A new law makes sure more money collected at the fuel pump is used on pavement. SB351 earmarks a portion of state sales tax revenue to help fix and maintain roads. Until now, sales tax was imposed on motor fuel purchases, but none of the revenue went to roads.
Multiple Senate bills are of note. S1952 would ban municipalities from using ticket cameras. Specifically, municipalities would be forbidden from adopting ordinances to post cameras. Municipalities now using the technology would be forced to abandon their programs.
S1968 would allow sheriff’s officers to require truck drivers to take their rigs to weigh stations or other locations to be weighed, but only if officers have probable cause to believe trucks are in violation of state weight limits. The State Police would keep the sole authority to conduct random roadside weight checks.
S1866 would authorize Delaware River Port Authority police officers to inspect hazardous materials hauls on four bridges connecting southern New Jersey and Pennsylvania.
S1874 would require both portions of the examinations for personal driver’s licenses – written test and skill test – to be administered only in English. Applicants would also be required to understand traffic signs and signals written in English. In addition, they would be prohibited from using translators while taking the tests.
Gov. Mary Fallin signed into law two bills to transform Oklahoma bridges. HB2248 authorizes $59.7 million annually – an $18 million increase – from income tax collections for bridge repairs. It also raises the fund’s annual spending cap by $140 million from $435 million.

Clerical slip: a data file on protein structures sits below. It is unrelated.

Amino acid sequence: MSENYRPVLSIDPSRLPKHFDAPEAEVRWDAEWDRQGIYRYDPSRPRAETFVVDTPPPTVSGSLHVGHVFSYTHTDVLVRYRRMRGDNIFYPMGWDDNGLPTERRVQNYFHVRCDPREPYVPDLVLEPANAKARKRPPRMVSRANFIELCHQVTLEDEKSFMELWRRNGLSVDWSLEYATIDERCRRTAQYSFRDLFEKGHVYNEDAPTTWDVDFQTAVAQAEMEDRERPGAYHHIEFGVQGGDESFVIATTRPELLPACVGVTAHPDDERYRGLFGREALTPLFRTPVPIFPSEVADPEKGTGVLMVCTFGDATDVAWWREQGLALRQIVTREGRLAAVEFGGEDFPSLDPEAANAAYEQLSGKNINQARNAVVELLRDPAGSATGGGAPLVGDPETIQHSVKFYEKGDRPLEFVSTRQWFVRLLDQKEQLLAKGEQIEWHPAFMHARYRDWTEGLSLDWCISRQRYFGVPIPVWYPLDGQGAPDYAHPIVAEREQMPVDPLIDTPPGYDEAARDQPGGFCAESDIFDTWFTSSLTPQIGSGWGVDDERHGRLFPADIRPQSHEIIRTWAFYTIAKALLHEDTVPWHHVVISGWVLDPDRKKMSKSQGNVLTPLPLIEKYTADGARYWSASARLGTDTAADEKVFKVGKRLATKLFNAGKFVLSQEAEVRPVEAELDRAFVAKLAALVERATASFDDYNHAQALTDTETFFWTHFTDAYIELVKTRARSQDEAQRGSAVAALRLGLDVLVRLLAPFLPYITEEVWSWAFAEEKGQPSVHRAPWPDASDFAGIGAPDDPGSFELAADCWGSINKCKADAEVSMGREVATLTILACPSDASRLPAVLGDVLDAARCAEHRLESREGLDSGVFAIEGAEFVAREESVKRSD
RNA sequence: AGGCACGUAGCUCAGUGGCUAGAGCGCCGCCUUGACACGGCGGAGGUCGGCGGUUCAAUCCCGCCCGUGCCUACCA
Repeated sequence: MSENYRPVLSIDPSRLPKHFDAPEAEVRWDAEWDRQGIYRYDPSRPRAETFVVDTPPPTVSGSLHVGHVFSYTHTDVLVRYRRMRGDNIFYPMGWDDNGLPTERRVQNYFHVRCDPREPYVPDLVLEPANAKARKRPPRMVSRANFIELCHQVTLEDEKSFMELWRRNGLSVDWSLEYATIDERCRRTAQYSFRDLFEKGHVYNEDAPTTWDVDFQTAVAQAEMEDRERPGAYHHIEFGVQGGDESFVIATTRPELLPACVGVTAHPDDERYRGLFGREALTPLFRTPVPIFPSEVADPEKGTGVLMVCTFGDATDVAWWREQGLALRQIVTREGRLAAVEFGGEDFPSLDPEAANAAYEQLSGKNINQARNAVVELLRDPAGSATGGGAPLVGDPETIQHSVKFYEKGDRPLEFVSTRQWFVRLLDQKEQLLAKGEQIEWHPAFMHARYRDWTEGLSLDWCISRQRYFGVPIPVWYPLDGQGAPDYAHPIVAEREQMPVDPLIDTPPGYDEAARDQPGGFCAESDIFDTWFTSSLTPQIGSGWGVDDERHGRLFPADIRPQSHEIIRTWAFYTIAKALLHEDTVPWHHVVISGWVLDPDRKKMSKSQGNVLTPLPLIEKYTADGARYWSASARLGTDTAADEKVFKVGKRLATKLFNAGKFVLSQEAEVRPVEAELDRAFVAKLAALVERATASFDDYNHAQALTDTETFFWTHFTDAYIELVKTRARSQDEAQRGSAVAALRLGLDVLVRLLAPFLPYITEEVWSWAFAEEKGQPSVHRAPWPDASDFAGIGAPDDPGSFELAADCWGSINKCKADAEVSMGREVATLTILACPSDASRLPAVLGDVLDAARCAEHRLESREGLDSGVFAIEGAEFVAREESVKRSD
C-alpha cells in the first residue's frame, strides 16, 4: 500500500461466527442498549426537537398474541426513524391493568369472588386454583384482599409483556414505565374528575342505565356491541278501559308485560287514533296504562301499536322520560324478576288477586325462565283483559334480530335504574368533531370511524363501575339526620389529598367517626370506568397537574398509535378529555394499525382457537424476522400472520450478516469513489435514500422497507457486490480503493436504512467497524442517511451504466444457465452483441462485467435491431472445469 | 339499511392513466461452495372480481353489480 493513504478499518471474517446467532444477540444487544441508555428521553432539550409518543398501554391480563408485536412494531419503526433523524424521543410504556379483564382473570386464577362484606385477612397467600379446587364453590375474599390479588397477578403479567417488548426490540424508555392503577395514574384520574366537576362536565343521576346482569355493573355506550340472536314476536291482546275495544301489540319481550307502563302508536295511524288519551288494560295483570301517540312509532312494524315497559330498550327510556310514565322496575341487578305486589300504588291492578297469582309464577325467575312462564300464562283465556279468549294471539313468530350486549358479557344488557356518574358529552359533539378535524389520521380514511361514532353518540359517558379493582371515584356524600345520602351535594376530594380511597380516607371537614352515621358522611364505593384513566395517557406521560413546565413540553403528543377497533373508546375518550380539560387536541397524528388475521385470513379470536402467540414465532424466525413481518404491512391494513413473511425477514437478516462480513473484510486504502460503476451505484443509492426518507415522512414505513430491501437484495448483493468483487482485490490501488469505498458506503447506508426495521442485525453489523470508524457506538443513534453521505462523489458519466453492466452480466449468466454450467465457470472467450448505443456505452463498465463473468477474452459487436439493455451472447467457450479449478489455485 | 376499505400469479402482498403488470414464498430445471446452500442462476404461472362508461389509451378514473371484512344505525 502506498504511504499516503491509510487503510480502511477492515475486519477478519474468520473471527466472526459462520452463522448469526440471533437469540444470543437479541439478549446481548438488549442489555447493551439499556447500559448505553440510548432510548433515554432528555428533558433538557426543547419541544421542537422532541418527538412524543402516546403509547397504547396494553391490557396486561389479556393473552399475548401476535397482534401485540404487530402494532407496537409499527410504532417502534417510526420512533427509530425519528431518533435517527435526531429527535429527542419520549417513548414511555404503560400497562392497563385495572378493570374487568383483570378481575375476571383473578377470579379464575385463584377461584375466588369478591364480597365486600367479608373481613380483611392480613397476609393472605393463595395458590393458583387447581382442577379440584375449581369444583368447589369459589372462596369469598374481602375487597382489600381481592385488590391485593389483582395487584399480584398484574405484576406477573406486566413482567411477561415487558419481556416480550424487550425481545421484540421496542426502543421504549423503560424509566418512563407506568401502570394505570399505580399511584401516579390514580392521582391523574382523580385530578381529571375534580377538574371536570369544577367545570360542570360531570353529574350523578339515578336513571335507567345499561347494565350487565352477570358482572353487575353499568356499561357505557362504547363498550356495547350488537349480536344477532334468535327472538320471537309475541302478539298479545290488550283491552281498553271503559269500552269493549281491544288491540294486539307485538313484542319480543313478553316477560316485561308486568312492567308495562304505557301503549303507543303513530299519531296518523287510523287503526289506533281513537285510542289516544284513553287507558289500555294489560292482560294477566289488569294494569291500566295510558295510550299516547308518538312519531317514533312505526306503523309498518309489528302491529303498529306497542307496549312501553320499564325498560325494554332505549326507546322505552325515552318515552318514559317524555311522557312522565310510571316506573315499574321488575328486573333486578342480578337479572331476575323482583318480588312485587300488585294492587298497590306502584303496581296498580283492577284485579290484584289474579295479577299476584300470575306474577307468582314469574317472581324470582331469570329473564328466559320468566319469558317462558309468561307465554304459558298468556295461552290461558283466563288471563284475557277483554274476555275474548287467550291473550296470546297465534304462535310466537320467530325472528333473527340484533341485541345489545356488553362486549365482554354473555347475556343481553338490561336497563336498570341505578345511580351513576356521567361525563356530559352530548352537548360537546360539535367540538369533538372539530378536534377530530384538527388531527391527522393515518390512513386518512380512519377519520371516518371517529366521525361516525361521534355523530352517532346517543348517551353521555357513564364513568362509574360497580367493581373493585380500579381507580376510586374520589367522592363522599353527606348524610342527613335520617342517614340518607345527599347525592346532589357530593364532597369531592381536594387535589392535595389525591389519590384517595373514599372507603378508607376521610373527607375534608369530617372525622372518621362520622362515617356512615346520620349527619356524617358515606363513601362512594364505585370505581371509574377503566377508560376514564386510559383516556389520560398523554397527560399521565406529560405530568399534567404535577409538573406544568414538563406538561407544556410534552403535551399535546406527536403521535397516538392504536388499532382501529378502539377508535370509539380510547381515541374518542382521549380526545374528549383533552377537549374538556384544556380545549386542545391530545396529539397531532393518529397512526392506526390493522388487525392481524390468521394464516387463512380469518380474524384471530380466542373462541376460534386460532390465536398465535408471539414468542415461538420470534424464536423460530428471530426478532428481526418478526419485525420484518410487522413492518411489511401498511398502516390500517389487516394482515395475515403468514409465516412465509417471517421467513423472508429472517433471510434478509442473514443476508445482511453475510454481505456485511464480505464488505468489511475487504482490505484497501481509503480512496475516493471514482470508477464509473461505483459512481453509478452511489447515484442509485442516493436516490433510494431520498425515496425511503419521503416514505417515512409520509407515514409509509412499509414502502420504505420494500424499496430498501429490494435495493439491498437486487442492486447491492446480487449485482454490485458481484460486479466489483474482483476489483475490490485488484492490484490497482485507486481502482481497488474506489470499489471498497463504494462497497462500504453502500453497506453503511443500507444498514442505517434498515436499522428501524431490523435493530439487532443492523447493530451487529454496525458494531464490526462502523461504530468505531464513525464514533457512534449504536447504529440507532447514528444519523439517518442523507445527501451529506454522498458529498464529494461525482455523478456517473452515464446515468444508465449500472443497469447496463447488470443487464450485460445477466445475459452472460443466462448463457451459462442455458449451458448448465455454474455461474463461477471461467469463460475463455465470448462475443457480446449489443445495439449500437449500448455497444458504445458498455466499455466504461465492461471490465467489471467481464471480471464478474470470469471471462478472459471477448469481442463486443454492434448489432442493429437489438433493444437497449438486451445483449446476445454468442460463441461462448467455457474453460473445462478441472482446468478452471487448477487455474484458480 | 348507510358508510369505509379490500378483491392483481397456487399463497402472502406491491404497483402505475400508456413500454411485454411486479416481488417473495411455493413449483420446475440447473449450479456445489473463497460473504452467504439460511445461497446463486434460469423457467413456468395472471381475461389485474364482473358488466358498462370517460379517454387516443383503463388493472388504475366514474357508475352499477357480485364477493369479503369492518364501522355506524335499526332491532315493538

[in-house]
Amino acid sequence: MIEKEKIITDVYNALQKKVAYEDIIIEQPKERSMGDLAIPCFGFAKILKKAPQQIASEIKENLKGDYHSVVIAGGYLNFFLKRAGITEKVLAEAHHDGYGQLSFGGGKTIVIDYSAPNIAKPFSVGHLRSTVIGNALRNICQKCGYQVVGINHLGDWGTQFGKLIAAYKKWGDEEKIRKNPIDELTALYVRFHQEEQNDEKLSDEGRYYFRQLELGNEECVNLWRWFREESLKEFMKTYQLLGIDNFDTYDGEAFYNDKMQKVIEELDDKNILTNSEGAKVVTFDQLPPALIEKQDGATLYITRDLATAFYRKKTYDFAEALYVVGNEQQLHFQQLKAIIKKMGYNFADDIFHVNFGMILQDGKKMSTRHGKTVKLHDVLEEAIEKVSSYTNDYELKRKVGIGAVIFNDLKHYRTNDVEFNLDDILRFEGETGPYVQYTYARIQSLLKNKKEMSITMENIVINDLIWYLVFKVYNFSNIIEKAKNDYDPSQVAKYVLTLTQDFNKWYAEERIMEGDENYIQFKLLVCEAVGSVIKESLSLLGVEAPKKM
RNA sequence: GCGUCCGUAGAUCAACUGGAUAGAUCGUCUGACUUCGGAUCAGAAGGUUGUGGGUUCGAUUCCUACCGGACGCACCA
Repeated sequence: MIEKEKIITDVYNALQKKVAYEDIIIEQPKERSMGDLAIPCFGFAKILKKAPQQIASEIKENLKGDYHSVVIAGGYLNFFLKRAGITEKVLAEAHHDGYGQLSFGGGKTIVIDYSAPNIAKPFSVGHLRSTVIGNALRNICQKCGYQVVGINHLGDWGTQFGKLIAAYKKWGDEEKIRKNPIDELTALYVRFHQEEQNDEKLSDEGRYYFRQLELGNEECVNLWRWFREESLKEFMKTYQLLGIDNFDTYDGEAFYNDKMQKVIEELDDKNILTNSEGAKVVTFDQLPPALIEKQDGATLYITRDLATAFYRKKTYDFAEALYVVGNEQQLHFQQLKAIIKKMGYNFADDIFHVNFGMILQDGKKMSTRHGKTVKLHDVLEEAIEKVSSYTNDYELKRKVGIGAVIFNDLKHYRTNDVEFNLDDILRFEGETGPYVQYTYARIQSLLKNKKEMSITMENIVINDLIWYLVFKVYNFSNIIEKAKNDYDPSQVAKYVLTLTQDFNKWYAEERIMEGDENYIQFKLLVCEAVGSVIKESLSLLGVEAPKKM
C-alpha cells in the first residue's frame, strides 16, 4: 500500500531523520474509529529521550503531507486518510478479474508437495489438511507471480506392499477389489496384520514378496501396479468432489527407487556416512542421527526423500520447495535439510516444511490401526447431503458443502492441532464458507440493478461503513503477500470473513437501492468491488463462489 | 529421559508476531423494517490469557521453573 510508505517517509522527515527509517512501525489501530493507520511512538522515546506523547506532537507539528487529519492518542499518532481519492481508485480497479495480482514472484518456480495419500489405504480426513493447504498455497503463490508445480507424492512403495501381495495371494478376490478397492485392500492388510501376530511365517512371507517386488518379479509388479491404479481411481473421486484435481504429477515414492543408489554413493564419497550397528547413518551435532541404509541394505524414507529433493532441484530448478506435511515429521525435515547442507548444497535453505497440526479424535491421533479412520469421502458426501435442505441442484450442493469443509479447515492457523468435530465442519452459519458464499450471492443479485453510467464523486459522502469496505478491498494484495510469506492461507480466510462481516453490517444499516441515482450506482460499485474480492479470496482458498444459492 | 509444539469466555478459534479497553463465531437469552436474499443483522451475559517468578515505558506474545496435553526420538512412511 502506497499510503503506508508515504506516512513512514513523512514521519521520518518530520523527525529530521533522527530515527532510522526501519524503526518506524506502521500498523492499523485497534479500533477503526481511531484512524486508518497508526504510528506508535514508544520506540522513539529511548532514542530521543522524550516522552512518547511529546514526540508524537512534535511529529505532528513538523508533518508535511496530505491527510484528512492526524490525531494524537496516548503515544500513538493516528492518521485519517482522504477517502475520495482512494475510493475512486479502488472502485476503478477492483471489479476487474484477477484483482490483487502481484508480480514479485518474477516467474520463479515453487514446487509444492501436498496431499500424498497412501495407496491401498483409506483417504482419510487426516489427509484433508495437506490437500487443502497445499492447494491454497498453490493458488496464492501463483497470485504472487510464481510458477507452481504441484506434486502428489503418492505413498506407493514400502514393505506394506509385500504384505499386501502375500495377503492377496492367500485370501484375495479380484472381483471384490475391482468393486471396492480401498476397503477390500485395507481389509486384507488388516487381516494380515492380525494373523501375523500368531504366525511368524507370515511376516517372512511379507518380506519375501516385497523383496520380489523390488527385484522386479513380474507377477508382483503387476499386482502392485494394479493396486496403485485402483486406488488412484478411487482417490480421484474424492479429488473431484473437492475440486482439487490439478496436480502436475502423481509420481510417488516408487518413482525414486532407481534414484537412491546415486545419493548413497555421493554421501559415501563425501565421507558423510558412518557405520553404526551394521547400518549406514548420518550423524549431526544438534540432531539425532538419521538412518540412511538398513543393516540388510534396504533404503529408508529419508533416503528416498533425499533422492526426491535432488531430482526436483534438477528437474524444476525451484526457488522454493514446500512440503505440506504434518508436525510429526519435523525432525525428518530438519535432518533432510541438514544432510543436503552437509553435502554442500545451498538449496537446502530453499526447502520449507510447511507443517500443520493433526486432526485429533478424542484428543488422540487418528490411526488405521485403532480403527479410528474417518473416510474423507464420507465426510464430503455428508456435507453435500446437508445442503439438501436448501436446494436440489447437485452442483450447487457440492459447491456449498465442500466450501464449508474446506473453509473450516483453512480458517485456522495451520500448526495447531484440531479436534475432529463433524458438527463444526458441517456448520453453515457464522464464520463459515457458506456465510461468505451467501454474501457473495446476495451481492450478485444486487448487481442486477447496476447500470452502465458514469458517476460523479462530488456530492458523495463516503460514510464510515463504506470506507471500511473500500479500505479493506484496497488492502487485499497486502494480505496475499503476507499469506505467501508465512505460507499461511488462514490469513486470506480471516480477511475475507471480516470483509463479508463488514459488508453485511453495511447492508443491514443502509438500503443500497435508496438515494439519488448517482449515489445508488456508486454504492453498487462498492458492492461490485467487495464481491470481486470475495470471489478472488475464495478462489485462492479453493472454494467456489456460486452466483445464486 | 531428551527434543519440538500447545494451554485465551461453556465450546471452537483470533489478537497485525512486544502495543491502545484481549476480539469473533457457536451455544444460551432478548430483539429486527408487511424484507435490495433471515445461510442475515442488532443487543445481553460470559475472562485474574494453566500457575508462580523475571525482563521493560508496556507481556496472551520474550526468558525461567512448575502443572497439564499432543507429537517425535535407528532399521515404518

HB2249 increases the amount counties receive each year to repair roads and bridges by $30 million through vehicle fees and penalties now routed to the general revenue fund.
Gov. Tom Corbett signed into law a bill to protect the use of automated enforcement in Philadelphia through July 2017. HB254 also authorizes the city’s suburban communities with populations of more than 20,000 people to post red light-cameras for the next five years.
In addition, the new law adds the city of Pittsburgh to the list of communities authorized to use ticket cameras.
The House voted unanimously to advance a bill to fine travelers who ignore temporary police barricades and drive through flooded areas during and after storms. HB2199 would fine violators between $250 and $500. The punishment would not end there. Offenders would have two points added to their driver’s licenses, as well as be responsible for picking up the tab for any rescue that is necessary.
Two new laws are of interest. S2328/H7294 prohibits commercial vehicles weighing more than four tons from using state Route 114 in Warren as a through route. Affected loads will be allowed to travel north of Child Street (state Route 103) on Main Street to get to and from Barrington.
Violators would face $50 fines, with second and subsequent offenses resulting in $100 fines.
H7409/S2606 prohibits retailers of “essential commodities” from engaging in price gouging during a market emergency or when a declaration of a state of emergency is issued. Essential commodities included in the protection include motor fuels, home heating fuels, food and water. Violators of the new rule would face as much as $25,000 fines per day. LL